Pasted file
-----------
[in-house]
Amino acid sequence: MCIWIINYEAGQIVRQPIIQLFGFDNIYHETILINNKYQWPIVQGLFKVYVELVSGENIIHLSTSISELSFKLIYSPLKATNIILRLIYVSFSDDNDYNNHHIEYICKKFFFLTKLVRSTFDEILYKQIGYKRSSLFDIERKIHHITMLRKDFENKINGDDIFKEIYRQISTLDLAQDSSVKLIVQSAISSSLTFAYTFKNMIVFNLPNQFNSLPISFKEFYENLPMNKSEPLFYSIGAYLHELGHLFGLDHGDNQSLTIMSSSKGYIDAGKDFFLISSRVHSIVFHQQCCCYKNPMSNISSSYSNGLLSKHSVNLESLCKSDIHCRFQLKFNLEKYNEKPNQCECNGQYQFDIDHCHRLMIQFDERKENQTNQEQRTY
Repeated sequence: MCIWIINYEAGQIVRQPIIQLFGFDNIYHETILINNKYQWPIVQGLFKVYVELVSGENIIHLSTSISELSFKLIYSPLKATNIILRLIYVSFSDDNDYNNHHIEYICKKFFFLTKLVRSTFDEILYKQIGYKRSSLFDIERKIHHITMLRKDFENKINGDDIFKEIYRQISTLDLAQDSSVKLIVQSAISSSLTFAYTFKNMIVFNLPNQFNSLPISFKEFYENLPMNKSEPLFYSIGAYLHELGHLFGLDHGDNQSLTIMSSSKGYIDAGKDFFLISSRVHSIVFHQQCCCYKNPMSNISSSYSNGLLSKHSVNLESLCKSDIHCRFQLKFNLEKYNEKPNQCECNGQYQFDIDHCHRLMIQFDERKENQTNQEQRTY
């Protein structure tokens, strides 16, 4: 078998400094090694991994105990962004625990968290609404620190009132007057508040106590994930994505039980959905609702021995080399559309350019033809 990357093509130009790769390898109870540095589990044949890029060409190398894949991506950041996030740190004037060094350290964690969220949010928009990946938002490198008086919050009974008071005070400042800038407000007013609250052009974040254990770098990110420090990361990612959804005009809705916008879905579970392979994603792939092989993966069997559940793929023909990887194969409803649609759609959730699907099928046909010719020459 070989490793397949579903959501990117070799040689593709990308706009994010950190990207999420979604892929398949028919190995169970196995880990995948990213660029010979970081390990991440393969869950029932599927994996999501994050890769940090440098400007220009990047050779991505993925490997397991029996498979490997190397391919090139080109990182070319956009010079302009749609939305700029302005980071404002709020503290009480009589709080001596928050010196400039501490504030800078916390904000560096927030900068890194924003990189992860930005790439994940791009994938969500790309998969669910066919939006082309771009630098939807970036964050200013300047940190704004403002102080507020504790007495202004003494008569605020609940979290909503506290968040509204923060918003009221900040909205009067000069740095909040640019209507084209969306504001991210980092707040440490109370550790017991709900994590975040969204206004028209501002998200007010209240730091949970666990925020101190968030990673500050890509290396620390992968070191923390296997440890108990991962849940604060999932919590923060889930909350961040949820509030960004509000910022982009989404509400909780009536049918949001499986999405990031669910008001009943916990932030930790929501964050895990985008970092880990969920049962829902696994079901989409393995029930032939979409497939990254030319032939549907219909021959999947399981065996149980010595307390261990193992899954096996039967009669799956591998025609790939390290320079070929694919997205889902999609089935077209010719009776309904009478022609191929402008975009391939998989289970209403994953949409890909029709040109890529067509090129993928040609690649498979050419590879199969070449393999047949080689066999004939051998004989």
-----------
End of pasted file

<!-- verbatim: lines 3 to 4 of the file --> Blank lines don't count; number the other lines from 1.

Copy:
Repeated sequence: MCIWIINYEAGQIVRQPIIQLFGFDNIYHETILINNKYQWPIVQGLFKVYVELVSGENIIHLSTSISELSFKLIYSPLKATNIILRLIYVSFSDDNDYNNHHIEYICKKFFFLTKLVRSTFDEILYKQIGYKRSSLFDIERKIHHITMLRKDFENKINGDDIFKEIYRQISTLDLAQDSSVKLIVQSAISSSLTFAYTFKNMIVFNLPNQFNSLPISFKEFYENLPMNKSEPLFYSIGAYLHELGHLFGLDHGDNQSLTIMSSSKGYIDAGKDFFLISSRVHSIVFHQQCCCYKNPMSNISSSYSNGLLSKHSVNLESLCKSDIHCRFQLKFNLEKYNEKPNQCECNGQYQFDIDHCHRLMIQFDERKENQTNQEQRTY
């Protein structure tokens, strides 16, 4: 078998400094090694991994105990962004625990968290609404620190009132007057508040106590994930994505039980959905609702021995080399559309350019033809 990357093509130009790769390898109870540095589990044949890029060409190398894949991506950041996030740190004037060094350290964690969220949010928009990946938002490198008086919050009974008071005070400042800038407000007013609250052009974040254990770098990110420090990361990612959804005009809705916008879905579970392979994603792939092989993966069997559940793929023909990887194969409803649609759609959730699907099928046909010719020459 070989490793397949579903959501990117070799040689593709990308706009994010950190990207999420979604892929398949028919190995169970196995880990995948990213660029010979970081390990991440393969869950029932599927994996999501994050890769940090440098400007220009990047050779991505993925490997397991029996498979490997190397391919090139080109990182070319956009010079302009749609939305700029302005980071404002709020503290009480009589709080001596928050010196400039501490504030800078916390904000560096927030900068890194924003990189992860930005790439994940791009994938969500790309998969669910066919939006082309771009630098939807970036964050200013300047940190704004403002102080507020504790007495202004003494008569605020609940979290909503506290968040509204923060918003009221900040909205009067000069740095909040640019209507084209969306504001991210980092707040440490109370550790017991709900994590975040969204206004028209501002998200007010209240730091949970666990925020101190968030990673500050890509290396620390992968070191923390296997440890108990991962849940604060999932919590923060889930909350961040949820509030960004509000910022982009989404509400909780009536049918949001499986999405990031669910008001009943916990932030930790929501964050895990985008970092880990969920049962829902696994079901989409393995029930032939979409497939990254030319032939549907219909021959999947399981065996149980010595307390261990193992899954096996039967009669799956591998025609790939390290320079070929694919997205889902999609089935077209010719009776309904009478022609191929402008975009391939998989289970209403994953949409890909029709040109890529067509090129993928040609690649498979050419590879199969070449393999047949080689066999004939051998004989």